record level locking instead of table locking ability, triggers, stored
procedures, transactions and more strict ANSI SQL compliance, to name a
few. Government, Hospitals, Banks will need credible alternatives to
Oracle and DB2. They will prefer pure open source DBMS, e.g., one
without non-GPL libs. Such a DBMS exists, it has a solid academia
background, it not only is open sourced but the development process is
also open. That DBMS is named postgreSQL.

MySQL with InnoDB (shipped as standard in 4.0+ IIRC) provides
transactions, row-level locking with consistent views and robust crash
recovery. MySQL has the mindshare and for all MyISAM's faults it's Good
Enough for most stuff and *Fast*. As for other features, the only one
people really miss is stored procedures, and they're currently in
development - I think by the time we really need them they'll be there.

I think PostgreSQL is a better choice. Its performance is up to snuff,
and its feature set is far more complete. The stored procedures and
procedures written in Perl, Python, and TCL are not new/recent features
in beta. On the new features side, the upcoming release includes support
for tablespaces, point-in-time recovery. Replication and Clustering
support are also there, and there is already a corporate entity that
provides support for the PostgreSQL database. PostgreSQL is BSD licensed
and it fits more cleanly into a community based effort. MySQL is a great
product, but the ISV's who support UserLinux will ALWAYS have to pay a
license fee (albeit a comparatively nominal one) if their products are
not open-source (GPL'd). This will represent a barrier to adoption.
Because MySQL is a corporate entity, (with all due respect) it would be
naive of us to assume they wouldn't change their licensing policies to
be more restrictive or fork their code into "platform edition" versus
"enterprise edition" if it were in their best interests.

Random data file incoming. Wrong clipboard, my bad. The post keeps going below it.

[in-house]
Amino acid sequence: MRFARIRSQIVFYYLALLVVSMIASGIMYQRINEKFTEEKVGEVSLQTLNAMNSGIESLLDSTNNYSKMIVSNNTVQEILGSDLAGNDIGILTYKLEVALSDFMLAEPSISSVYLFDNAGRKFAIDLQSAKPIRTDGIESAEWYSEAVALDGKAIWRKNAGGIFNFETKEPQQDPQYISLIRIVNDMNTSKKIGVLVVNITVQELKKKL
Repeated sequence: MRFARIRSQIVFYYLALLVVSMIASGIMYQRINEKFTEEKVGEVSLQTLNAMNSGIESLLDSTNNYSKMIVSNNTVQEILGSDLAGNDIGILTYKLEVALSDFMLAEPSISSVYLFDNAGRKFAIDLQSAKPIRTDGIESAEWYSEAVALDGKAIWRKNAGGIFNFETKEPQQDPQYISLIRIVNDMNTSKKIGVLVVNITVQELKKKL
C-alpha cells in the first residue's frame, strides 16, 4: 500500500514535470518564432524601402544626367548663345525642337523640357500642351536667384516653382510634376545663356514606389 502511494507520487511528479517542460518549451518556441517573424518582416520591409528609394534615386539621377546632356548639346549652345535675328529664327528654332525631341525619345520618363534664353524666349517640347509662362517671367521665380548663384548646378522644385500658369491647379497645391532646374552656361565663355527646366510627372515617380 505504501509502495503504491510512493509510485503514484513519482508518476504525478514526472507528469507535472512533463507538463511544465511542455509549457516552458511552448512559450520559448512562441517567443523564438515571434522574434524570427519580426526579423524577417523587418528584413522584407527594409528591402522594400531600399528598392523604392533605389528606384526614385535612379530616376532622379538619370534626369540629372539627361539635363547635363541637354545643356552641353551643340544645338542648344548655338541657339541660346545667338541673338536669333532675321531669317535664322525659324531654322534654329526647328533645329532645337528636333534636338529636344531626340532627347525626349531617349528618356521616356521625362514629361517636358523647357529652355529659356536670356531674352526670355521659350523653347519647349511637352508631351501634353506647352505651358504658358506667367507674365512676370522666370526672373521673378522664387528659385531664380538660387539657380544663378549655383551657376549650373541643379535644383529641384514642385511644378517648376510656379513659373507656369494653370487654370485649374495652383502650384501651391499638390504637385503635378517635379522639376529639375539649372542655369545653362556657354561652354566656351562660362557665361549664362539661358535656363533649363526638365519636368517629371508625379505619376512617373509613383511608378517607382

Robert Rutherford wrote:
On Mon, 06 Sep 2004 16:18:17 +0200, Armin Steinhoff wrote:

For what reasons are you using MySQL ?



As I said in my original post:


FYI we selected MySQL over some of the other options (eg RDM, Empress)
mainly because of the wide range of third party tools and support that is
available.



The only thing I would add to this was that we also need a commercial
product with paid support and no GPL issues.

And it doesn't hurt that our customer base have all heard of MySQL.

SQL Lite is good for the right application but it doesn't support
client/server architecture, it doesn't support typed data, it doesn't
support foreign key constraints, it doesn't support ALTER TABLE, it doesn't
support FULL OUTER JOIN, it doesn't support sophisticated user permissions,
it doesn't support BLOBs, it doesn't support replication, it doesn't have
graphical administration tools. Do I have to go on?

Don't get me wrong, there are lots of different database solutions out
there that are all good fits for particular applications. SQL Lite looks
excellent for a small embedded solution, as does mcobject. There are also
Birdstep solutions that look good for embedded. Postgres is a better option
if you want "Enterprise class" features such as Stored Procedures,
Triggers, etc but it is not as well supported (commercially) as MySQL.

For us it was the 3rd party tool support for MySQL that was the clincher
(eg ODBC, DeZign for Databases, dbVisualizer etc etc). And having gone down
that path, we have been very pleasantly surprised by MySQL's robustness (we
have never seen it crash, it recovers from power failures very nicely, and
replication works well).

Rob Rutherford
Steinhoff
QNX Master
 
Posts: 279
Joined: Tue Sep 03, 2002 11:56 am